“Harvest”: A fairy-tale witch hunt

A lilting narration for Jim Crace's dark, eternal story of a village that turns on itself

Topics: The Listener, Audiobooks, Fiction, Jim Crace, Witch Hunt, Immigration,

"Harvest": A fairy-tale witch hunt

There are two kinds of great film actors: the ones who can play any part (Meryl Streep) and those who essentially play the same character over and over again, but do it surpassingly well (Clark Gable). This formula can also be applied to audiobook narrators. Some transform their voices so as to be almost unrecognizable from book to book (David Aaron Baker — I still can’t believe the guy who read Charles Portis’ “Norwood” also read M.T. Anderson’s great dystopian YA novel, “Feed”), and others, while less versatile, are sometimes just the perfect fit for the book in hand.

John Keating’s narration of Jim Crace’s “Harvest” falls into the latter category. His eminently pleasant voice, with an Irish lilt that he turns up and down at will, is more or less the same whatever book he’s reading. In the case of “Harvest,” a deceivingly simple account of the implosion of a small rural community, it is exactly the right voice to convey a story with some of the qualities of a fairy tale. Small things here have big meanings, and Keating, who imparts the flavor of a bedtime story to the proceedings, adds to the novel’s archetypal resonance.

The setting is an isolated pastoral village in a preindustrial world. Readers often assume (understandably) that Crace’s fiction is set in England, but this is not quite the case; place names and other precisely identifying traits are omitted. This nameless village has no church, a manor house inhabited by a man without a distinct title and it is about to be harrowed by enclosure, the process by which lands once held and farmed in common were parceled up and assigned to individual owners. While the enclosure movement of the 16th and 17th centuries was an actual historical event in England, Crace’s vagueness about where and when his novel’s action occurs is deliberate. He’s writing not about a particular village, but the universal village, and what he describes could and does happen everywhere.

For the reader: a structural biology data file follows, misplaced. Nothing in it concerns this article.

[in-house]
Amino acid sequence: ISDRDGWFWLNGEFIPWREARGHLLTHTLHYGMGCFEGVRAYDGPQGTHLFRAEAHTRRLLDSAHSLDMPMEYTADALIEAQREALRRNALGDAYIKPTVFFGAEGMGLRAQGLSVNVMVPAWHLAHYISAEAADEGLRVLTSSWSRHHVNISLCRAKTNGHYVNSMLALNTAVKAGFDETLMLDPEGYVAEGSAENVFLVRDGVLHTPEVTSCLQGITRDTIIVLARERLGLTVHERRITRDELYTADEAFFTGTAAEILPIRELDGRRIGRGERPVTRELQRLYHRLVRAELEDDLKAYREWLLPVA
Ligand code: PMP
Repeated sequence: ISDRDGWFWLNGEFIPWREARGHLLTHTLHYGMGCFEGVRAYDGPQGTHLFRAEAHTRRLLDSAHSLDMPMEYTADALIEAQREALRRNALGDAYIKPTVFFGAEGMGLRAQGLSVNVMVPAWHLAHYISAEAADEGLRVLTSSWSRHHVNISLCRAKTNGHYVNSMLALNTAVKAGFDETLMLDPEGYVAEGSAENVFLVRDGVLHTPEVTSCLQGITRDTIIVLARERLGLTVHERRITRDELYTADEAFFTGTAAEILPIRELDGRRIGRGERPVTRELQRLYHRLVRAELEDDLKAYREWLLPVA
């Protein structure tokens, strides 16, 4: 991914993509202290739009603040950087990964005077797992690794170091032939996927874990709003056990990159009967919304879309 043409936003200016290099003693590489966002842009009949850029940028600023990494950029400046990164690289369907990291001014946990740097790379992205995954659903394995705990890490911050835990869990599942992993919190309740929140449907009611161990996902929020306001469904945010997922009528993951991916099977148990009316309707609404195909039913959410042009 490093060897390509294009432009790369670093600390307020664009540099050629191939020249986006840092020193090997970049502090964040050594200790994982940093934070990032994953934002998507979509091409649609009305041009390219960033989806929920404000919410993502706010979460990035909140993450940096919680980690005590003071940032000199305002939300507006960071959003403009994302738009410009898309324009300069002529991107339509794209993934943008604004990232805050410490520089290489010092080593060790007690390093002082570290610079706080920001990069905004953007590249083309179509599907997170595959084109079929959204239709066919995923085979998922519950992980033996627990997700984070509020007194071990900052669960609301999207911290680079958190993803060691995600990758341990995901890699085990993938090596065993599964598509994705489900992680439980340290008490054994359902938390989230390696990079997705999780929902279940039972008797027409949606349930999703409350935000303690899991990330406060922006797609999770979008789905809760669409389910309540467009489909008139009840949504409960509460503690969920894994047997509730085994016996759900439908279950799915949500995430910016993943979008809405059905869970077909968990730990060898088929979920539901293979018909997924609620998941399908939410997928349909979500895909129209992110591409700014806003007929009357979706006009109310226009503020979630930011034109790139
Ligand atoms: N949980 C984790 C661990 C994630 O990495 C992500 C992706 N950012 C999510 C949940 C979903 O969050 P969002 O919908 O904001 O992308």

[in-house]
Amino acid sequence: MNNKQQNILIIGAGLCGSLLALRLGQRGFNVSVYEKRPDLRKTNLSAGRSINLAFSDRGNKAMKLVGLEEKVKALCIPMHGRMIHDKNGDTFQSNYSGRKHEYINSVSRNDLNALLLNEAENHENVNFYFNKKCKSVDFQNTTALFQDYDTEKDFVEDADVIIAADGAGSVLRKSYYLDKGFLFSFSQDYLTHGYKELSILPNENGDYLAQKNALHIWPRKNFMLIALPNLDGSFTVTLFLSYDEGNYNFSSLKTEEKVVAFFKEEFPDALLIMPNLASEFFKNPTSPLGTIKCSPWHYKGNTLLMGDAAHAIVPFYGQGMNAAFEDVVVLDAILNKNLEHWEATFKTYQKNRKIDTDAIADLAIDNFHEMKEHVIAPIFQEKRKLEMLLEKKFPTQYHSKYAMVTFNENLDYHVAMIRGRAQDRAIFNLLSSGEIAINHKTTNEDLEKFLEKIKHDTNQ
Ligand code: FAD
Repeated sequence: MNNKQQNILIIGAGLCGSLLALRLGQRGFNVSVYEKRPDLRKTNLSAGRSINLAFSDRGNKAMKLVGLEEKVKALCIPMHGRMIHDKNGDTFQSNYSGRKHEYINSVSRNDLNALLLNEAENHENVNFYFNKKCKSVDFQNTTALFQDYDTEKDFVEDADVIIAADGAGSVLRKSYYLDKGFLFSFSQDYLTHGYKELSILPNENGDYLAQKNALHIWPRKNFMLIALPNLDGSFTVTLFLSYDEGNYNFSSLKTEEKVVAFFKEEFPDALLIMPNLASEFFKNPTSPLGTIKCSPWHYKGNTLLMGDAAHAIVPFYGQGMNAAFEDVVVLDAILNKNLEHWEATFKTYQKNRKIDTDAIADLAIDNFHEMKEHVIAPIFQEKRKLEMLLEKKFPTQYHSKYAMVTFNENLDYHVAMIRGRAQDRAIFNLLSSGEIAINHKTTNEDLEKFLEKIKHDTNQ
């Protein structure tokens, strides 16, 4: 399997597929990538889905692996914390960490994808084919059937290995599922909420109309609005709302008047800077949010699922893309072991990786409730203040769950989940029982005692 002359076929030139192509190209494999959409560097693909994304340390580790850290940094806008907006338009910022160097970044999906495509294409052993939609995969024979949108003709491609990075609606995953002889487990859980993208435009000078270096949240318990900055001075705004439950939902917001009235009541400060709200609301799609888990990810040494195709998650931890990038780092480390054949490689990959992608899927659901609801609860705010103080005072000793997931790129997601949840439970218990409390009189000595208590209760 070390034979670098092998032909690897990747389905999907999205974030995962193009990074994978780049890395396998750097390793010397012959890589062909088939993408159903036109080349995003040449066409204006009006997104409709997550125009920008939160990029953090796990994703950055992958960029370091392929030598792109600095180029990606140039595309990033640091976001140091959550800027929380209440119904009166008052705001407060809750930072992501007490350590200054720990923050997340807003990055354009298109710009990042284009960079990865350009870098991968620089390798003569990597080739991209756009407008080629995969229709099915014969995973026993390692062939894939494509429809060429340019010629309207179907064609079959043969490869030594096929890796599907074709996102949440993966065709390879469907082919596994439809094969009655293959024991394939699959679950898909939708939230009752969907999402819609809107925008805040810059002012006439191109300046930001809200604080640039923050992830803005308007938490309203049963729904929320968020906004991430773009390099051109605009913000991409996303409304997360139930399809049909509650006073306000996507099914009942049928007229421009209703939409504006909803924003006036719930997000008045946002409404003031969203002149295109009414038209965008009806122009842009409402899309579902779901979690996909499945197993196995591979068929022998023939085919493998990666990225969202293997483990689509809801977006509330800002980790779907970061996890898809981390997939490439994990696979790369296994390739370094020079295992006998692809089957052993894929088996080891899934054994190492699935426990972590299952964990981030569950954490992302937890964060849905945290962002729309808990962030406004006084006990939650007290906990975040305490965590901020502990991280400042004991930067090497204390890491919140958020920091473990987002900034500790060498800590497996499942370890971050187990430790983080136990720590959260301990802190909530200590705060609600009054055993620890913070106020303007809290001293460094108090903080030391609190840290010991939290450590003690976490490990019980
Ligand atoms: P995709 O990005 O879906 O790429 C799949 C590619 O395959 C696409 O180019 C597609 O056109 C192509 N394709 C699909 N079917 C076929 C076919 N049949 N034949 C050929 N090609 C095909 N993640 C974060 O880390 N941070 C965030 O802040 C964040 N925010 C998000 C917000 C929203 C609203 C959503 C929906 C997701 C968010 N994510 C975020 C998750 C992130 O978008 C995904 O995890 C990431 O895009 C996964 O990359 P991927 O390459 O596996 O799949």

Walter, the novel’s narrator, relates how a couple of ordinary events — the sighting of a party of newcomers at the edge of the village’s land and the inadvertent burning down of the landlord’s dovecot by bumpkin pranksters — strike against the flinty reality of the coming order to ignite a conflagration. A false accusation and punishment, an accidental death, a ruthless new landowner and finally a witch hunt proceed to dismantle a community that had, just a few days before, seemed eternal. Walter, a clerk-turned-farmer who married into the village but is now widowed, has a half-in, half-out perspective on the cottagers’ lives. Crace has often made clever use of first-person-plural narration, and here he indicates the slipperiness of Walter’s status in going back and forth between “I” and “we.”

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Crace is also one of the few contemporary novelists who takes seriously the ideas that Tolstoy is always stopping to lecture us about his fiction: the belief that the world and history are determined not by the actions of individual men but by the shifting of power and other great forces. One of his previous novels, “The Gift of Stones,” is narrated by a Stone-Age craftsman whose way of life is destroyed by the advent of Bronze-Age technology. “Being Dead” is literally about the process of decomposition; its central focus is two dead bodies.

“Harvest” is ravishingly rich in evocations of country life and also of the hardships of subsistence farming even in the relatively benign, fertile environment where the novel takes place. Crace’s prose is so sensual you can’t help but believe it describes an actual material place. But this village is like the forests of the Brothers Grimm, a setting meant to be both familiar and strange. If you think Crace is only talking about the shift from the medieval to the modern world, you’d be very, very wrong. That’s why Keating, with his lulling bedside cadences, is this novel’s ideal narrator. Like any good fairy tale, this one is designed to slip into your subconscious and to get under your skin. And to stay there.

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Laura Miller

Laura Miller is a senior writer for Salon. She is the author of "The Magician's Book: A Skeptic's Adventures in Narnia" and has a Web site, magiciansbook.com.

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